The entire renovation took a little longer than 1.5 years to complete with an investment of more than $30 million. As part of the conversion, we completely reconfigured the hotel's entrants and lobby to create a more open and inviting sense of arrival. In doing so, we constructed a new centralized bar with lounge seating, which flows into the newly renovated restaurant and cafe. As California's restrictions are lifted, we expect this property to experience a rapid ramp up. I will now turn to capital investment. In 2019, we invested heavily in our portfolio to enhance our competitive positioning. These investments included the conversion of the Courtyard Philadelphia Downtown to The Notary Hotel, the completion of the 3-suite presidential villa at the Bardessono Hotel and value-add projects during the rebuild of the Ritz-Carlton St. Thomas. These initiatives have allowed us to get by with considerably less spending on capital expenditures than usual during the COVID-19 pandemic. In 2020, despite curtailing our capital expenditures significantly, we have completed the conversion of the Courtyard San Francisco Downtown to The Clancy as well as completing the renovation of the guestrooms at the Pier House Resort in Key West. In total, we expect to spend approximately $25 million on capital expenditures in 2020. Lastly, something worth pointing out is how well our portfolio has maintained ADR this year. Year-to-date, the Park Hyatt Beaver Creek is up 29%, Ritz-Carlton Lake Tahoe is up 6%, Ritz-Carlton Sarasota is up 4% and The Clancy is up about 1.4% over 2019. Overall, our portfolio is up 10.5% in ADR this year compared to the prior year period. In fact, with rates 36% higher than pre-Irma levels, Ritz-Carlton St. Thomas is forecasted to generate its highest October rate on record. This illustrates the caliber of our assets and the potential that our portfolio has moving forward as we see demand continue to come back. I will now turn the call back over to Richard for final remarks.

Richard J. Stockton -- Chief Executive Officer and President

Thank you, Jeremy. In summary, our focus during the quarter was on the reopening of our entire portfolio of hotels. This sets us up nicely for a slow but steady recovery in our financial results. We have taken decisive actions to navigate the near-term challenges of this crisis. And while we cannot predict the trajectory of the pandemic, we are encouraged as we look ahead that we have in place the appropriate runway to get back to positive cash flow. I am proud of our efforts to protect our assets and maintain financial flexibility to position us for future success. We look forward to updating you on our progress as we move through the remainder of 2020 and into the New Year. This concludes our prepared remarks, and we will now open the call up for Q&A.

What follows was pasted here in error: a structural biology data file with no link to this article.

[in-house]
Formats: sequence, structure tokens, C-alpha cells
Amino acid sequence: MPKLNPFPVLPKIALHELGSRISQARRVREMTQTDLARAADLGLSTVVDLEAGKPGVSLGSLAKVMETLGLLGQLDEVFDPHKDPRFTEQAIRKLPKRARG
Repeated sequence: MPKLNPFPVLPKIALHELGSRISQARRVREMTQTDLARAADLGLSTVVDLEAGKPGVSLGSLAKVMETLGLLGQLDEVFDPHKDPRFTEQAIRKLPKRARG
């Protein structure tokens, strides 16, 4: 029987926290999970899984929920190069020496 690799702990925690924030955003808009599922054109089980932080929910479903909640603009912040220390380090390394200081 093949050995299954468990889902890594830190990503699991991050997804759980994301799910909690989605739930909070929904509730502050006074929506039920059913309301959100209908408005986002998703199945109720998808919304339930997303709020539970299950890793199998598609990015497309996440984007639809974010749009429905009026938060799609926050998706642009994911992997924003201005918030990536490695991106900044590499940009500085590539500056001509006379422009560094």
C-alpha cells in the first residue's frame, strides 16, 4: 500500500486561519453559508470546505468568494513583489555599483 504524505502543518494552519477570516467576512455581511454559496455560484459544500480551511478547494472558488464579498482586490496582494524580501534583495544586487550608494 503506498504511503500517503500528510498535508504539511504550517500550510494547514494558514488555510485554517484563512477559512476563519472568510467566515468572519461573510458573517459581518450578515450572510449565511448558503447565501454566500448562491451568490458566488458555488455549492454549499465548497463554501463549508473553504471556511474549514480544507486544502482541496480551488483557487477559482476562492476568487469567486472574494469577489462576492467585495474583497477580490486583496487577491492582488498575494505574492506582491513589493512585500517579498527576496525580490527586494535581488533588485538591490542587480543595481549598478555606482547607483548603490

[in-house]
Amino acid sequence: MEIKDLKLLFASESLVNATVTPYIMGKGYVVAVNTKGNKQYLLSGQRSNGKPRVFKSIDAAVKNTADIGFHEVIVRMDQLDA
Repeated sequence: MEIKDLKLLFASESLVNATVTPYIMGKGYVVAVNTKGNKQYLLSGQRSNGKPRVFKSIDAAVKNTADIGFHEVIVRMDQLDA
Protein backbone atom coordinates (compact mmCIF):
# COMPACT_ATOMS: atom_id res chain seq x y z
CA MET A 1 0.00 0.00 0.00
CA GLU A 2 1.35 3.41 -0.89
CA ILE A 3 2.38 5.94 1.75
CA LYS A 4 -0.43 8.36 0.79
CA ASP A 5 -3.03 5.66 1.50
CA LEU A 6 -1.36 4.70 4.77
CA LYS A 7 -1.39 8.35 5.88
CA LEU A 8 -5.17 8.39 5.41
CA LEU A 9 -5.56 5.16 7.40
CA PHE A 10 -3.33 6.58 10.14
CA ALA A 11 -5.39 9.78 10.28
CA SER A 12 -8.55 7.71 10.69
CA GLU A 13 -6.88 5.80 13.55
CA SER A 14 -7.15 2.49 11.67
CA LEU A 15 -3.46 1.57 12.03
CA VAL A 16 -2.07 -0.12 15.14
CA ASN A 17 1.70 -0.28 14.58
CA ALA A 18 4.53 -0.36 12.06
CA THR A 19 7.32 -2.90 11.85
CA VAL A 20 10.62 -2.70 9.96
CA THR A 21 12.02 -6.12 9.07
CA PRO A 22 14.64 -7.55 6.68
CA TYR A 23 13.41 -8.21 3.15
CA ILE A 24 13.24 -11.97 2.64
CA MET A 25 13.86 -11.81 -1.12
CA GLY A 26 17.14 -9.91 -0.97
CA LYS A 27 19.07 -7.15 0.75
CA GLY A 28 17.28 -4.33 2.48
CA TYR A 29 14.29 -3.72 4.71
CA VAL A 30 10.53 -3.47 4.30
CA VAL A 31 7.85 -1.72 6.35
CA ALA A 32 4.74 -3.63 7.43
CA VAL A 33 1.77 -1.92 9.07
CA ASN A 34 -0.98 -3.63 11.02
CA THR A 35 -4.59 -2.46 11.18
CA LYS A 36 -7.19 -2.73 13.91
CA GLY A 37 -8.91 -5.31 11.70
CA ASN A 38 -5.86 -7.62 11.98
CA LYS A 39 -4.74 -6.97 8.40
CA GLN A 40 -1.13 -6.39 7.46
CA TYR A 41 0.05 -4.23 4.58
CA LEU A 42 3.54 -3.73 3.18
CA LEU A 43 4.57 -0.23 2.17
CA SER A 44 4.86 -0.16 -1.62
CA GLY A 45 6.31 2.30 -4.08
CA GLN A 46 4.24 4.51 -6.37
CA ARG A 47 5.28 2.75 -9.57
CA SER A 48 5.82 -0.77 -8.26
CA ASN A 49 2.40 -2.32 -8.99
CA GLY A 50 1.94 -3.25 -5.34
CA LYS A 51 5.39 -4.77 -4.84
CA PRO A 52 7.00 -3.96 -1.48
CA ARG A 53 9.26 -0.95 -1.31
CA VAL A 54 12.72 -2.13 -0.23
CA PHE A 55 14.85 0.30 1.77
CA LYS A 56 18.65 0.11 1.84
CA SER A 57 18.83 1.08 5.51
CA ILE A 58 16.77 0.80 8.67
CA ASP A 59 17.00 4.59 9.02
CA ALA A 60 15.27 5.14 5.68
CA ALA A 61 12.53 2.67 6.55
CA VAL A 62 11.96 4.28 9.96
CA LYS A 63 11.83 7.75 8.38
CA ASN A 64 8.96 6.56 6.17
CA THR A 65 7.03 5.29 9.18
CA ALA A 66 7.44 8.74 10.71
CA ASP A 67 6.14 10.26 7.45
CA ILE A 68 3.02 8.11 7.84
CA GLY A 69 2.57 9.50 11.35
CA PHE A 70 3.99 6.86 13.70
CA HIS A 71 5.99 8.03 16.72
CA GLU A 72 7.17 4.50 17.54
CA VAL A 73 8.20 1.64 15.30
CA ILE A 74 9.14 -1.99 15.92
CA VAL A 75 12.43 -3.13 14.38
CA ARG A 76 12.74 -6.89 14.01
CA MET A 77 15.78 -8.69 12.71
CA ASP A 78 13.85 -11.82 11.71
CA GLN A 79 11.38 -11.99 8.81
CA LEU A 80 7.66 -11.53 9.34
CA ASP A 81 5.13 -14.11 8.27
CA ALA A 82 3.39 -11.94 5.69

Questions and Answers:

Operator

[Operator Instructions] The first question is from Tyler Batory, Janney Capital Markets. Please go ahead sir.

Jonathan David Jenkins -- Janney Montgomery -- Analyst

Hi, good morning. This is Jonathan on for Tyler. First one from me. I was wondering if you guys could provide some color on the demand trends that you've seen post Labor Day and in October. Has there been any noticeable shifts in recent weeks with the recent spikes in COVID cases?

Richard J. Stockton -- Chief Executive Officer and President

Yes, sure. I'll say there seems to be a commonly held belief that post Labor Day, things would fall off. And as kids went back-to-school and people weren't able to travel as much, particularly to generate that leisure demand. I will tell you, with our portfolio and what we're seeing, that is not the case. October is tracking several occupancy points ahead of September, and it's up a few percent in ADR as well. So our October is shaping up very nicely. As I look forward at our bookings for November and December, the occupancy is also building very nicely. Rate in December is very strong. And then we get to January. And January, as part of the first quarter, seasonally, is always our best quarter. And even January is shaping up well. So we're benefiting from a couple of different trends going into the first quarter. One is the inauguration. So we have almost 30% occupancy on the books already for Capital Hilton. But then we also have, as you know, some resorts that are benefiting from the snow and then some resorts that are benefiting from snowbirds traveling south for the sun. So the trends are favorable. I do think in order for us to get up to portfoliowide occupancy of 50% or so, which is probably what we need to achieve corporate level breakeven, that will take a little bit more time. But I can tell you that things are certainly look to be heading in the right direction.

Jonathan David Jenkins -- Janney Montgomery -- Analyst

That's great, thank you. I appreciate that color. And then ADR in the quarter was up 7%, which was quite good and surprising to us. And I know Jeremy gave some comments in his remarks, but could you guys just provide some additional color on your revenue management strategy and the overall rate environment you guys are seeing in your markets?

Jeremy J. Welter -- Chief Operating Officer